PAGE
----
How JustAnswer Works:
  • Ask an Expert
    Experts are full of valuable knowledge and are ready to help with any question. Credentials confirmed by a Fortune 500 verification firm.
  • Get a Professional Answer
    Via email, text message, or notification as you wait on our site.
    Ask follow up questions if you need to.
  • 100% Satisfaction Guarantee
    Rate the answer you receive.
Ask LawTalk Your Own Question
LawTalk, Attorney
Category: Social Security
Satisfied Customers: 36373
Experience:  I have 30 years of legal and litigation experience, including representing clients before the U.S. Social Security Administration.
Type Your Social Security Question Here...
LawTalk is online now
A new question is answered every 9 seconds

I am 68years old- I applied after I began taking

Customer Question

I am 68years old- I applied for disability after I began taking ss payments for early retirement at 62- I was granted the total disability and it did not change my payment by much and they explained it was because I had already been receiving early benefits- that is not the question - just the background. On my Benefits Planning Query under Medical review it states bot next medical review and re-exam as unknown- I need that box to say 5 to 7 years to use for petitioning student loan balances to be forgiven- how do I go about getting social security to change that?
Submitted: 1 year ago.
Category: Social Security
Expert:  LawTalk replied 1 year ago.
Good morning,
I'm Doug, and I'm sorry to hear of the confusion. My goal is to provide you with excellent service today.
As you are no longer on disability, there is no possible way for social security to amend the Benefits Planning Query to show that you are scheduled for a re-exam or a review of your medical status. Let me explain.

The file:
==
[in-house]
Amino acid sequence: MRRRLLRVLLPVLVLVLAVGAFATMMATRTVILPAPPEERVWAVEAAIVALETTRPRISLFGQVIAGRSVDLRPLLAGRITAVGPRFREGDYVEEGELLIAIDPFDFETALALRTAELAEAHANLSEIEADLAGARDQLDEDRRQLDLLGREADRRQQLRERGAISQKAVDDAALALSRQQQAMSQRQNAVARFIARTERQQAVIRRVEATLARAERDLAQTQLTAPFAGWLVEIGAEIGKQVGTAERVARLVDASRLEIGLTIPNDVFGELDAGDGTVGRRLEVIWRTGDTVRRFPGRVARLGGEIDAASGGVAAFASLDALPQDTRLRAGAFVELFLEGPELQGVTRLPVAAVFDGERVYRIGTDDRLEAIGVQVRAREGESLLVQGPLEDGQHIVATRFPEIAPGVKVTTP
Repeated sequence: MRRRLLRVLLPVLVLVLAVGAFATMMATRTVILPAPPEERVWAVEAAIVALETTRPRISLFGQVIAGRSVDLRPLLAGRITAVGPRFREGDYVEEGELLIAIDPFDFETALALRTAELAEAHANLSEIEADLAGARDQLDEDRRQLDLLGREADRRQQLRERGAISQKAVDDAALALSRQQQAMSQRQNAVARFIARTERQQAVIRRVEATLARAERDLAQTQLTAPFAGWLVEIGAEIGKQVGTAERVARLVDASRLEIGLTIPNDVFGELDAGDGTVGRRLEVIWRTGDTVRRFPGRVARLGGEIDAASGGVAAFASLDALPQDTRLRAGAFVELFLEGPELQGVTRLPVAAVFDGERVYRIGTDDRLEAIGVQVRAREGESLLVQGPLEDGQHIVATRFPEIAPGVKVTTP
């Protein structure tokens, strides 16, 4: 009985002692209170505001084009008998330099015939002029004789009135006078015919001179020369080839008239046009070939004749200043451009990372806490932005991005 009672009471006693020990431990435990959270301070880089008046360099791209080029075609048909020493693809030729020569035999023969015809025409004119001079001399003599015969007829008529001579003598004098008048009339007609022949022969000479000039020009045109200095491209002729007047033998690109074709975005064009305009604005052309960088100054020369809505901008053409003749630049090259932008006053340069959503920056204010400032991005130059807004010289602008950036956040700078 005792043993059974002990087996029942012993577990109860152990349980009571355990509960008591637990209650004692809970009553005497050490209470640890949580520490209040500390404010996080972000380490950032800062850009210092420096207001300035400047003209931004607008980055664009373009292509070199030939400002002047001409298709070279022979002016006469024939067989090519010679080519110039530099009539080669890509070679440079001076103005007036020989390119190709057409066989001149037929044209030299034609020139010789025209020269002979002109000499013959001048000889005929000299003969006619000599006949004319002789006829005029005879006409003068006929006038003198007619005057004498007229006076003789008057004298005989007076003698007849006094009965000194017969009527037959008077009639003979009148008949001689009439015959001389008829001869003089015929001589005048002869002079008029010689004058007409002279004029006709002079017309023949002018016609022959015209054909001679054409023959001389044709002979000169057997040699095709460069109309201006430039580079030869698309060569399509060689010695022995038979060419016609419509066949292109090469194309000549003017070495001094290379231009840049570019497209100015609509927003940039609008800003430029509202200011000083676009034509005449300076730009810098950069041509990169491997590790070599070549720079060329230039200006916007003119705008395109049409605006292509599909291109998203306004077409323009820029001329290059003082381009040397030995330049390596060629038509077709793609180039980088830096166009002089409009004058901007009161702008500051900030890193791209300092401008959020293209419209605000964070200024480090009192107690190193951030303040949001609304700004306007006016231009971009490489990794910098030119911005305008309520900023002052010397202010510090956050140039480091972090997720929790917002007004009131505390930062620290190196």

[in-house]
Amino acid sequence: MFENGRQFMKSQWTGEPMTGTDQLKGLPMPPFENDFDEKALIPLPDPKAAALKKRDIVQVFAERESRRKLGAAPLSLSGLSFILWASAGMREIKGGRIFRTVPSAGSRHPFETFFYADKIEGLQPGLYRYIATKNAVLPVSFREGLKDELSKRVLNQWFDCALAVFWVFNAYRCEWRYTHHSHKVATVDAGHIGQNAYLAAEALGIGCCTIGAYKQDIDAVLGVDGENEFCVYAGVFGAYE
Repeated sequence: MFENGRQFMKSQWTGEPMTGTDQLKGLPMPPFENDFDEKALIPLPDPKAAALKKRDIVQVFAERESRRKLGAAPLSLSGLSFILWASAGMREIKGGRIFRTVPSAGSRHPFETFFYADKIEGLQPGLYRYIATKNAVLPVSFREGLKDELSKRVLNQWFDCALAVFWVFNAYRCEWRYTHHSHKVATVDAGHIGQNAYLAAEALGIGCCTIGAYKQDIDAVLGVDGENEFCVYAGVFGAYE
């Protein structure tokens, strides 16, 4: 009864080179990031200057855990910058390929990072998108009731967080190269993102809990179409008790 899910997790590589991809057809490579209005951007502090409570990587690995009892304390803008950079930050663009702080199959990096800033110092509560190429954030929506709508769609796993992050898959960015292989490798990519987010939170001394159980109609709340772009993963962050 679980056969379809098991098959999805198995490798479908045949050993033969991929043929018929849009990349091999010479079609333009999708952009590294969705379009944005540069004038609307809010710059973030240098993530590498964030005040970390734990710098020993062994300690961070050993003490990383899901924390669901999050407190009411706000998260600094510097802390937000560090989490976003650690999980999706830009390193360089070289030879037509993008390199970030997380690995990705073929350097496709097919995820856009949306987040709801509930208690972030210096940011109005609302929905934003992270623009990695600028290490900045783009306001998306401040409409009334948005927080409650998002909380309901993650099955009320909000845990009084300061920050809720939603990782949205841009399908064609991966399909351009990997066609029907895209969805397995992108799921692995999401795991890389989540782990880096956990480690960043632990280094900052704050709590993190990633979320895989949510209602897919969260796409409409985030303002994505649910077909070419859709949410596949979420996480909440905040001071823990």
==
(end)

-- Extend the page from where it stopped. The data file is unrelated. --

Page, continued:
The reason that the review/re-exam date was unknown was because you likely never would have been on disability long enough to require a review, much less a re-exam. This is because your social security disability benefits automatically converted back to your retirement benefit at your full retirement age of 66.
You would not have noticed any appreciable difference in your monthly benefit payment, but I assure you, you are no longer on social security disability and have not been for more than 2 years.
It is not absolutely necessary that you be receiving social security disabiloity though to have your loans forgiven. Let me explain.
It is correct that your student loan can be discharged if you meet the following conditions:
1. You become totally or permanently disabled at some point in time at a date after your student loan was granted, and
2. Your physician can certify that you are permanently disabled and that you meet some other requirements during a three-year conditional discharge period.
Here is a link to a discussion of the qualification process involving your physician:
You may reply back to me using the Reply link and I will be happy to continue to assist you until I am able to address your concerns, to your satisfaction.
Kindly, remember to rate my service to you. That is how I am credited for assisting you.
I wish you and yours the best in 2015,